Paper airplanes weren't going anywhere and this veteran manufacturer needed to launch a new product that fit its capabilities. This line of do-it-yourself paper cars with a high-gloss realistic finish gives children a sense of ownership and achievement and the junkyard theme reinforces the concept that found items can have a useful second life.
It took a coordinated effort between industrial designers and engineers to solve several technical issues leading to the development of the first portable planer with a 13" wide cutting capacity. Moving the carriage height adjustment wheel from the top to the side did two things. It enabled the user to pass the board over the top so that it could be inserted again if necessary and it gave this planer a distinctive look.
This device is so simple it begs the age-old question, "Why didn't someone think of this before?" The injection-molded PVC rubber gripper keeps extension ladders from slipping and skidding when they are resting against curved surfaces of any kind. The design achieves simplicity, versatility and durability.
Runners want to know two things - how far and how fast - and this sport watch from Nike delivers on both counts. A separate speed sensor attaches to shoelaces with a secure clip and elastic strap and transmits data to the watch. This lightweight, durable device is designed to convey speed, accuracy and security through its soft form and its stretched elastic retention system. An angled dot-matrix display can be read while on the move and a stainless steel bezel provides additional protection to the crystal while also functioning as the antenna.
Even real mountain bikers would use this light-looking, effective mudguard that easily attaches to 95% of bikes made while enhancing the aerodynamic look of the bike. The Rockrider, which attaches to the brakeplots, avoids the problems of other mudguards that are awkwardly fixed on the seatpost.
Look ma no hands! Those who use exercise bikes are not necessarily cyclists, yet stationery bikes have continued to mimic the mobile model. By removing the handlebars and shifting the support to the back, this bike better suits the needs of its users who are often overweight. Removing the front cut production costs by half and slashed the price to $140. While the rest of the fitness product market grew at a 2% rate, this bike rolled to a 55% increase in sales in the year after it was introduced.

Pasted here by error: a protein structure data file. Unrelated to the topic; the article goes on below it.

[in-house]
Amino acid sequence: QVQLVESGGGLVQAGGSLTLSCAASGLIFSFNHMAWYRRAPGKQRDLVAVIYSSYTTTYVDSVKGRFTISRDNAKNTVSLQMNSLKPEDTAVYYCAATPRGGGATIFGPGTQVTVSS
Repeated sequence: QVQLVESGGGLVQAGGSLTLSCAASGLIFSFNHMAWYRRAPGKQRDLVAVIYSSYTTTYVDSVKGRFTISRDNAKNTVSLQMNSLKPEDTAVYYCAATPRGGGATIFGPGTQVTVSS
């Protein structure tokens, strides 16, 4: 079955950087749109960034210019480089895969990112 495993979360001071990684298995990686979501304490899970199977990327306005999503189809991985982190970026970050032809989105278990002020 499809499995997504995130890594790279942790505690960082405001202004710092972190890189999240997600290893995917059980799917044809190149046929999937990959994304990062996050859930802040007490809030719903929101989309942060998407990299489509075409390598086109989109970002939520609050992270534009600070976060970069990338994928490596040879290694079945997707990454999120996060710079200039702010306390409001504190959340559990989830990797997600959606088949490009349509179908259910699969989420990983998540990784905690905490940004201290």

Polaroids have always been a hit at slumber parties and now the phenomenal success of this slim updated instant camera proves they are still party animals. Holdable and hip, this camera breaks boundaries in photographic technologies to deliver a mini-scale image with a sticky back that becomes an instant stick anywhere image. Its manual operation is simple and fool-proof yet allows young users to play with three light control settings.
OXO decided there was room in the non-stick market for a higher quality utensil that is meant to be displayed. The company added its signature rubber good-grip design but addressed other issues observed during research. The OXO tools are a half-inch longer to put more distance between the user and the hot pan. More nylon was added to prevent warping when left in a boiling pot.
The rabbit wins again with this new version of the lever-pull corkscrew invented in 1983 by a Texan with many oil-drill patents. The original sold for $150 but the redesigned model retails for $80 and boasts ergonomically sculpted lines that create the "bunny" profile. Grip pads were installed on the top and bottom of the top handle to improve leverage and a rubberized texture was added to all surfaces. Working parts were designed for fast assembly on a mass production line to meet the $80 target price.